A friend and I discussed last night the tendency of evangelical Christianity to preach the inherent sinfulness of man, to make the claim that people, who experience grace, will be changed into something new. But the prospective pitfall of such belief is the realization that perfection (a worthy goal) is always just beyond our reach. So we become a people, impatient with seemingly impossible standards, who stop looking forward, start looking back, comparing ourselves to those who lag behind.
We define ourselves by what we’re not. And in the process, we become judgmental, self-satisfied with how much closer we are to perfection than the world’s sinners. We cultivate an attitude of intolerance, which makes us intolerable.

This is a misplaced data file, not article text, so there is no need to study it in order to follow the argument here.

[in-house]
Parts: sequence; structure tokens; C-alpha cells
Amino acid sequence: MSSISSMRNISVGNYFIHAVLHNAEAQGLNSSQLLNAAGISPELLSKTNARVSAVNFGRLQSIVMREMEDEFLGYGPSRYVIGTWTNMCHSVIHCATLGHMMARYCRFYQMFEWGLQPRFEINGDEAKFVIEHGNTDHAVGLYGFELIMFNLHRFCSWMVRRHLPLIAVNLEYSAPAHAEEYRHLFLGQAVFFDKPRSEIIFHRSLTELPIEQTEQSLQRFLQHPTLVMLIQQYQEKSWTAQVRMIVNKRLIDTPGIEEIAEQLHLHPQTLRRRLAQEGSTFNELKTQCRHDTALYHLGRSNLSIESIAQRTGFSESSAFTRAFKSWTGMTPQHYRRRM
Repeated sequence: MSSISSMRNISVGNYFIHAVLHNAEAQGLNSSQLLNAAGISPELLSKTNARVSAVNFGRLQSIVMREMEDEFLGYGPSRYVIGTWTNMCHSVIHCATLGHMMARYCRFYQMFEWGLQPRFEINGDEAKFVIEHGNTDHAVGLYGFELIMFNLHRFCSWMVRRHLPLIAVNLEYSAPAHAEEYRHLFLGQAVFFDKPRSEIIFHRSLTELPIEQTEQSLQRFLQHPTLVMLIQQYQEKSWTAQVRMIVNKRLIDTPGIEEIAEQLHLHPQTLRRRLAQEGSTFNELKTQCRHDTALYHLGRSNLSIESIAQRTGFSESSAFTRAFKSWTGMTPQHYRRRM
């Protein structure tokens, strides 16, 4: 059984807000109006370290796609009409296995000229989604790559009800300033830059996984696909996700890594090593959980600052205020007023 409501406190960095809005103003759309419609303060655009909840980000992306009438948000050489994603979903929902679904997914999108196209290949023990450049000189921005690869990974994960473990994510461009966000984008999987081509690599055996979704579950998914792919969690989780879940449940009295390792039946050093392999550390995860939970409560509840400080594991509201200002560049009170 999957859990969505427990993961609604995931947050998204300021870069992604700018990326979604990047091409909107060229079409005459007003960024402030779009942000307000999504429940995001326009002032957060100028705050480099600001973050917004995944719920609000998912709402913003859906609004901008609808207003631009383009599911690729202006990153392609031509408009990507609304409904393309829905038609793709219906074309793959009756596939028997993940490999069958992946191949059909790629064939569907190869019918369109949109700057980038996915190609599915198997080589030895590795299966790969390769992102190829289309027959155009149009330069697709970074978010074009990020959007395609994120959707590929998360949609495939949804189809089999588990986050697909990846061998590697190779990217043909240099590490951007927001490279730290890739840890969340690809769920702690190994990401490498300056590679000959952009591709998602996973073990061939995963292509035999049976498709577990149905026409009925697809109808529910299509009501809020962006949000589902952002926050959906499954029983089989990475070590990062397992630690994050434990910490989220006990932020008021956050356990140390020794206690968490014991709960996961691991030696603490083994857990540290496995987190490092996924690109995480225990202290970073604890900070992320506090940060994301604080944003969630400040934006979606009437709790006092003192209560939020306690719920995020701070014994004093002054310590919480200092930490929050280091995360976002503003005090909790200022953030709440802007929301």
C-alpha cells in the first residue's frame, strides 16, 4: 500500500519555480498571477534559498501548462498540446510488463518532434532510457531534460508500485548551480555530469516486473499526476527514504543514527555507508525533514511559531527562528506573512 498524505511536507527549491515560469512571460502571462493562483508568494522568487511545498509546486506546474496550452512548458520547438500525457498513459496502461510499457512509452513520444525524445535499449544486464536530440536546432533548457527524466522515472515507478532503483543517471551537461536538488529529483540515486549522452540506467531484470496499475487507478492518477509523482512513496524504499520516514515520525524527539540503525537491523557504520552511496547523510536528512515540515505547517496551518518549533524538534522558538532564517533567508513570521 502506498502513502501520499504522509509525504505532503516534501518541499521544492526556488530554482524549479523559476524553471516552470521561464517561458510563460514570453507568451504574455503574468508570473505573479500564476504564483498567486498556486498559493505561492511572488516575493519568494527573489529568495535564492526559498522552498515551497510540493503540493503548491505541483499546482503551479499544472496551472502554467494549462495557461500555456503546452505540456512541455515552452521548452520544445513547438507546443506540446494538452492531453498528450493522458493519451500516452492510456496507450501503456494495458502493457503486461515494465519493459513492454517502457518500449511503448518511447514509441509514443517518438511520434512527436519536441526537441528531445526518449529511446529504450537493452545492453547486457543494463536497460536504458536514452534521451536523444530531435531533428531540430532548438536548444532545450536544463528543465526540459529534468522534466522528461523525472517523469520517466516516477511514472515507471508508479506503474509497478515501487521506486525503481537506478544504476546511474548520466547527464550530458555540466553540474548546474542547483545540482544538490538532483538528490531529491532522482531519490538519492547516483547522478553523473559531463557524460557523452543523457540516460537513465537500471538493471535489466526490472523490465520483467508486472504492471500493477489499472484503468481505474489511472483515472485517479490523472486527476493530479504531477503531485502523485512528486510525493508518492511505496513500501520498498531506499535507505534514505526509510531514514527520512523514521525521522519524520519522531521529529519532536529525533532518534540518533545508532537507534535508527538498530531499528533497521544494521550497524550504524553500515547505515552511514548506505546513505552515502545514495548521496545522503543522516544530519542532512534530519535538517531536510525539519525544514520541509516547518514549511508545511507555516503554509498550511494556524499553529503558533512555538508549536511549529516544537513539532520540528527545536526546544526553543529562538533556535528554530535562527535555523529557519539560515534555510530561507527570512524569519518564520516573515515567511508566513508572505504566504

During this talk, there came to light another possible perspective. If we were created in God’s image, doesn’t it make sense that we are, at heart, perfect? That sinful nature — rather than a central problem — is nothing more than a veil we wear? If this is true, there remains no need for comparison to the world’s sinners. Instead of looking out, we must seek within, focus on the perfection with which we have already been gifted, the perfection that is masked (but never diminished) by our sin.
The path to holiness, then, becomes a letting go of petty possessions, dreams and desires. We strip ourselves of everything that isn’t us. And in this, we finally find the fullness of perfection to which we have been called and for which we were created.
This is freedom.
We define ourselves by what we’re not.